These guidelines include overarching principles and practical framework. The overarching principles would be common to all future guidelines, whereas practical framework mainly addresses the current scenario of COVID-19 pandemic and may be amended from time to time in the larger public interest with the prior approval of MoHFW.[16],[17],[18]

Scope and types of telemedicine

Telemedicine guidelines are formulated for medical practitioners under the Indian Medical Council Act 1956 and should always be used in concurrence with other national guidelines, standard operative procedures, protocols, and policies.[16]

Types of telemedicine

It can be categorized according to:

Communication mode used: audio, video, e-mail, fax, etc.Timing of information communicated: Synchronous or asynchronous exchangeFirst or follow-up consultation

First consult: any patient consulting for the first time; or follow-up patient who is consulting after six months since last consultation or who wants to consult for a different health condition or there are new symptoms that are not in the spectrum of the same health condition.Follow-up consult(s): when patient is consulting with same practitioner within 6months of last consultation and the current consultation is for the same health condition.

Interaction between the individuals

Patient to RMPCare giver to RMP caregiverRMP to RMPHealth worker to RMP.

Salient features

Salient features of these guidelines are provided below; however, readers are strongly suggested to go through the complete guidelines document to get well versed with them.

Practitioners using telemedicine must maintain the same ethical and professional norms as of traditional face-to-face consult and care with some of the intrinsic limitations of telemedicineThe guidelines are meant for RMPs who would want to practice telemedicine, under the IMC Act 1956All RMPs aiming to provide tele-consultation will have to complete a compulsory online course with 3 years of its notification. In the intervening period, till this online program is developed the principles mentioned in these guidelines need to be followed. Thereafter, undergoing and qualifying such a course, as prescribed, will be essential prior to practice of telemedicineThe professional decision of a RMP should be the guiding principle for all telemedicine consultations. The RMP as per his/her professional judgment should decide whether a telemedicine consultation is appropriate in a given situation or an in-person consultation is needed in the interest of the patient.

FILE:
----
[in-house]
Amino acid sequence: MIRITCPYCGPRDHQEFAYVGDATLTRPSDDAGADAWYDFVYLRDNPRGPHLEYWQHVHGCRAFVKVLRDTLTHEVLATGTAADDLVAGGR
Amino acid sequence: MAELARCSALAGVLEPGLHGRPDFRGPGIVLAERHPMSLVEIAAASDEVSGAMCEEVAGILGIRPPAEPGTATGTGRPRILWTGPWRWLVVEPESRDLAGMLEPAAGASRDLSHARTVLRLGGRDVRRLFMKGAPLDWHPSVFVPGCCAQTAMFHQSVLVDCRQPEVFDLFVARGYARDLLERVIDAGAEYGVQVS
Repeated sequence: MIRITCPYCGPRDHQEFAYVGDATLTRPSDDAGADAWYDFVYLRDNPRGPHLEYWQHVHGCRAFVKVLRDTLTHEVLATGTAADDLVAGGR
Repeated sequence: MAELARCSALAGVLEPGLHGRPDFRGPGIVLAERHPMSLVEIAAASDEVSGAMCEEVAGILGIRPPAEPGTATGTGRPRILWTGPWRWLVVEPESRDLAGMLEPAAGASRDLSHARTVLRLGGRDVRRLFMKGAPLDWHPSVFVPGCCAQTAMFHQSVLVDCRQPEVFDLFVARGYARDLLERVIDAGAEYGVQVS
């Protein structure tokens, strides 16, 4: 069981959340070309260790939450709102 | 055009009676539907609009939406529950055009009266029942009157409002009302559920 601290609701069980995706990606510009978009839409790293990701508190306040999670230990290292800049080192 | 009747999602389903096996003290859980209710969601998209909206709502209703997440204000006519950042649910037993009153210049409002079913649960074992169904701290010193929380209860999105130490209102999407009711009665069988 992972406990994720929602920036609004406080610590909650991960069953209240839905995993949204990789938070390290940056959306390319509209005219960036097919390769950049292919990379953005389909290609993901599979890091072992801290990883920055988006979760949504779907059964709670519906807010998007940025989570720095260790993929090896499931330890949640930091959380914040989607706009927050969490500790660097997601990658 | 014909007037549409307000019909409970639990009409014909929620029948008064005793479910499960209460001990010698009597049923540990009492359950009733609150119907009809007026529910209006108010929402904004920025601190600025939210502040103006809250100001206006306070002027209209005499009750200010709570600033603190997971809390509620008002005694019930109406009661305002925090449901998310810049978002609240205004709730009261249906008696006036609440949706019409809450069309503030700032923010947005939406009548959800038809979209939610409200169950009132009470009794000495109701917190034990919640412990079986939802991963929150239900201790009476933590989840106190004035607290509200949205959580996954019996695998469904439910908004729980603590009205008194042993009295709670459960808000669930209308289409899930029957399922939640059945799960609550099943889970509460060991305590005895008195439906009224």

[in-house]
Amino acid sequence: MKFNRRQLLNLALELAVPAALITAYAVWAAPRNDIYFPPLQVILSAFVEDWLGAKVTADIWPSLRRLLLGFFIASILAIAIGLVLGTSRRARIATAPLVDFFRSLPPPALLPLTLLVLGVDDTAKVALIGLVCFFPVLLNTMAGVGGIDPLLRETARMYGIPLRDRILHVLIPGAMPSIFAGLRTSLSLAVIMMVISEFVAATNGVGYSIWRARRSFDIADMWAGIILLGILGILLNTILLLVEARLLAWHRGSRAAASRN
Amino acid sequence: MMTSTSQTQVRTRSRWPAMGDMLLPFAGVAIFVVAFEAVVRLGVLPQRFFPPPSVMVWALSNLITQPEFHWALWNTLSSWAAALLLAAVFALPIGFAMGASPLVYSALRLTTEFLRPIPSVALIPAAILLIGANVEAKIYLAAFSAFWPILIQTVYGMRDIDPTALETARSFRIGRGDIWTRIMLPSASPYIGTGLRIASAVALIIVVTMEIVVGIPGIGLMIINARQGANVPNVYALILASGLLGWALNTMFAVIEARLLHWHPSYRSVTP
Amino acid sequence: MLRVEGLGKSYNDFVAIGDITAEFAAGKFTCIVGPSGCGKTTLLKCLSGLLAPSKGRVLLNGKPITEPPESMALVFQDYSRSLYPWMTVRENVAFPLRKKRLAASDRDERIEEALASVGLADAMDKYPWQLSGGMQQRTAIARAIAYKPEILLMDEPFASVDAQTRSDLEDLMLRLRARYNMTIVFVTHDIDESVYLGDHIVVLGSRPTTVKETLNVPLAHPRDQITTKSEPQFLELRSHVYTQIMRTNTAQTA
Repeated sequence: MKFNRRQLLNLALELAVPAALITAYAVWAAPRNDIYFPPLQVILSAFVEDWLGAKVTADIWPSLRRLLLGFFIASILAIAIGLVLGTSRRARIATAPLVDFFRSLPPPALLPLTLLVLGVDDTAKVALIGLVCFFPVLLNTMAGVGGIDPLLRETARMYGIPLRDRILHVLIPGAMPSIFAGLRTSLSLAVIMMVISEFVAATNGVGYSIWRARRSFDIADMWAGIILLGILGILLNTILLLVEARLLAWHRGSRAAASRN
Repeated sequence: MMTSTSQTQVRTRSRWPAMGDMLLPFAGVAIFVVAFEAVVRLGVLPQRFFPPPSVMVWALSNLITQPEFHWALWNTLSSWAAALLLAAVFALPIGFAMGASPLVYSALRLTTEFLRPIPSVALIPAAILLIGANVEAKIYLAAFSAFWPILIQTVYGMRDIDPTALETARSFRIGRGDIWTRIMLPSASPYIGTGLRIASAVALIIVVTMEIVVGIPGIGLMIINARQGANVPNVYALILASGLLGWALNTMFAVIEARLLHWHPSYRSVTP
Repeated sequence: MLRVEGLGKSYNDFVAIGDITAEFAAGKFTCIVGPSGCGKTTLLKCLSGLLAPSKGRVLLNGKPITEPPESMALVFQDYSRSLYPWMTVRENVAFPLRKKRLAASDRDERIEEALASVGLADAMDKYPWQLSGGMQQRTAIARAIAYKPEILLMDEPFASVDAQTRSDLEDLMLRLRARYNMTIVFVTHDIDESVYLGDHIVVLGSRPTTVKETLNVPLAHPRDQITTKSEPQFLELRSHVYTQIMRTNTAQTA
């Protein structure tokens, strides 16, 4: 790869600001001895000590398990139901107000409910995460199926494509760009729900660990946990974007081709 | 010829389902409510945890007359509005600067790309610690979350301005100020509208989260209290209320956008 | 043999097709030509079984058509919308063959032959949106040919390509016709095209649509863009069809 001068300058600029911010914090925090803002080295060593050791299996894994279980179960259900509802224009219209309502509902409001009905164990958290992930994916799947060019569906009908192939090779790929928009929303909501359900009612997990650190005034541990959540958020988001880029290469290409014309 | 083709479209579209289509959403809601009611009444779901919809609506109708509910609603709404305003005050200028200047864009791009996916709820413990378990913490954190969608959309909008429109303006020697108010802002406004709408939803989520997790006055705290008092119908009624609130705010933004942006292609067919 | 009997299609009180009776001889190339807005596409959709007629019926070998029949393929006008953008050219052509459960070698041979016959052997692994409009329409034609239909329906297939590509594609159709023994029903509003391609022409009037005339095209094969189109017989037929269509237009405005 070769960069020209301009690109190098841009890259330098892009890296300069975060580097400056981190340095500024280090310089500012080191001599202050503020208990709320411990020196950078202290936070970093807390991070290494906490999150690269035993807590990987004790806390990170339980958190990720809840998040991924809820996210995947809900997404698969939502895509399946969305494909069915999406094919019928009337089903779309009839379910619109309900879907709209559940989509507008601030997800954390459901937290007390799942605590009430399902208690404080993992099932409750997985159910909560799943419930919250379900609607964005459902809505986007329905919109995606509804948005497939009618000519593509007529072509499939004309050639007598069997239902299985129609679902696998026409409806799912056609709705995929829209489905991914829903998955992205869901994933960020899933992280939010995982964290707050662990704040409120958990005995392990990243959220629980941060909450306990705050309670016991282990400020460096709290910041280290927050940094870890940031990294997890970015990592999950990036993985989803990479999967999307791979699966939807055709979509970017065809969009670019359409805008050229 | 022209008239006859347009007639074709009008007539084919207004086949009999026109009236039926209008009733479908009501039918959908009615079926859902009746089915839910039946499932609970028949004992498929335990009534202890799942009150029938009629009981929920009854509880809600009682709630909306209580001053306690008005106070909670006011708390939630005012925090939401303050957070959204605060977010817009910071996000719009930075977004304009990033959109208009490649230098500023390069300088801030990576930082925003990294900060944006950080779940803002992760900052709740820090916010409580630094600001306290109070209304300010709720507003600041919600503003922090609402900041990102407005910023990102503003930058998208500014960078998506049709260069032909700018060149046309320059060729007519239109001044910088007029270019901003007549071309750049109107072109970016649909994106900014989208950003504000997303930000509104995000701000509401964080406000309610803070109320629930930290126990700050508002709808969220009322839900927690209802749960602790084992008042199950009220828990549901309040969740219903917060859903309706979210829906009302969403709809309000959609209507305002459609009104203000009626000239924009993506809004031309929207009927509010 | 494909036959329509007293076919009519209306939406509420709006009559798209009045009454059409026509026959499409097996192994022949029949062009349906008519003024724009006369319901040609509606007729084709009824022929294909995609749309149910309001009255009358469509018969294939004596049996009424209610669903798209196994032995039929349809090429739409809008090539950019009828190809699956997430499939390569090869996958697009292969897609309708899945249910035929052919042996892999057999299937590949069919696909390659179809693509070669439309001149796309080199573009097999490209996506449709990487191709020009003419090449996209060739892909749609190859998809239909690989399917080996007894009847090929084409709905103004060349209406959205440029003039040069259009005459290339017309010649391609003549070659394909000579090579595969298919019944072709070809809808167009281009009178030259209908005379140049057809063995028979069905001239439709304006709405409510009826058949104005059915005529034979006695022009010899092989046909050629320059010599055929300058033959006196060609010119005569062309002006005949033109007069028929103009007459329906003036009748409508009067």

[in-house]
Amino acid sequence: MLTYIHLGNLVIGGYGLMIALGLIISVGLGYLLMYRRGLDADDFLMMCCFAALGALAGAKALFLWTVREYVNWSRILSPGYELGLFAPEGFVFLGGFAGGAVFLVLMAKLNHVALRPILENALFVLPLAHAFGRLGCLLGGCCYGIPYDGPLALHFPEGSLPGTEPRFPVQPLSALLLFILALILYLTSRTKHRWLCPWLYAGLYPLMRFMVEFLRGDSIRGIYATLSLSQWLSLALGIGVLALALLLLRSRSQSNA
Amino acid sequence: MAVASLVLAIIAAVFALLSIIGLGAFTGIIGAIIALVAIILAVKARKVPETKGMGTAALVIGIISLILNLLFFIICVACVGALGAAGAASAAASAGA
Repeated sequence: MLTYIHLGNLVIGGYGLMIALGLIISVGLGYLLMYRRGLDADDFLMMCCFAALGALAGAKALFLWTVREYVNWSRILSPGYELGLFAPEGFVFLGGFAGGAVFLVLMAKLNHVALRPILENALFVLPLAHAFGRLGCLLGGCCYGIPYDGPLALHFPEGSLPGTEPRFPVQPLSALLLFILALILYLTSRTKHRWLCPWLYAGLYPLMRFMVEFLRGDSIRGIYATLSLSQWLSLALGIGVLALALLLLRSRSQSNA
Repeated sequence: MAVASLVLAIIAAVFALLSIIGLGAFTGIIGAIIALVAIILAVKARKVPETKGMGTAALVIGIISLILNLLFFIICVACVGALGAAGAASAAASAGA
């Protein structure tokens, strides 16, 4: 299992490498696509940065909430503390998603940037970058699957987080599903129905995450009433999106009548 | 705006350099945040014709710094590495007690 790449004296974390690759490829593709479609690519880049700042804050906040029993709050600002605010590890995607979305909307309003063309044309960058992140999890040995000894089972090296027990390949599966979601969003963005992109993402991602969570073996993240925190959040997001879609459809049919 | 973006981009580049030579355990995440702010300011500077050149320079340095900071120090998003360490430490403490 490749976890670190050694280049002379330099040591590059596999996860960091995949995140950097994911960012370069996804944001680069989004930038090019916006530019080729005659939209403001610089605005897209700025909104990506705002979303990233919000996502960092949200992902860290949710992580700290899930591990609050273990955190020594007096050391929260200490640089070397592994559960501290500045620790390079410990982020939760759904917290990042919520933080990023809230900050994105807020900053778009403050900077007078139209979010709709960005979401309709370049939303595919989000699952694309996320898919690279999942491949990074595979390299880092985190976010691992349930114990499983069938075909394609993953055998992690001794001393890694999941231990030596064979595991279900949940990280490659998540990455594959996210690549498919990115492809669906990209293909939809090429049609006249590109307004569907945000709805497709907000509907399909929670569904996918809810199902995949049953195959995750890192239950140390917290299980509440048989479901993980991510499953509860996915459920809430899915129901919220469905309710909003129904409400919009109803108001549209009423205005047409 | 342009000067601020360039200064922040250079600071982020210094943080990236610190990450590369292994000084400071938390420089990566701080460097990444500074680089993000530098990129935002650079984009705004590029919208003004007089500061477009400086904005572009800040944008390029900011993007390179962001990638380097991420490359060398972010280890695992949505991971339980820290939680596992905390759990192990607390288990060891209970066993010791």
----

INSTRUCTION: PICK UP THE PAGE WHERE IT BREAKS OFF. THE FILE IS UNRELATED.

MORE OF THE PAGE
Identification of RMP and patient/caregiver

RMP and patient/caregiver must identify and verify each other ensuring a mechanism/identification. The caregiver identity and authorisation should be checked. The doctor should display his/her registration number. Patient's personal data should not be disclosed or transferred without written consent of the patient.

Mode of Communication: RMP may use any telemedicine tool that is video, audio or text.

Consent: It is implied if the patient initiates the telemedicine consultation. An Explicit patient consent is needed if RMP/HCW/care giver initiates a telemedicine consultation.

Patient evaluation

All efforts must be taken by practitioner to collect appropriate and adequate medical information about the patient's health before making any professional decisionPatient is responsible for providing the accuracy of informationIf a physical examination is required for obtaining critical information for consultation, then an in-person consult should be arranged. RMP can arrange examination by another RMP/HCW if necessaryWherever necessary the RMP shall recommend: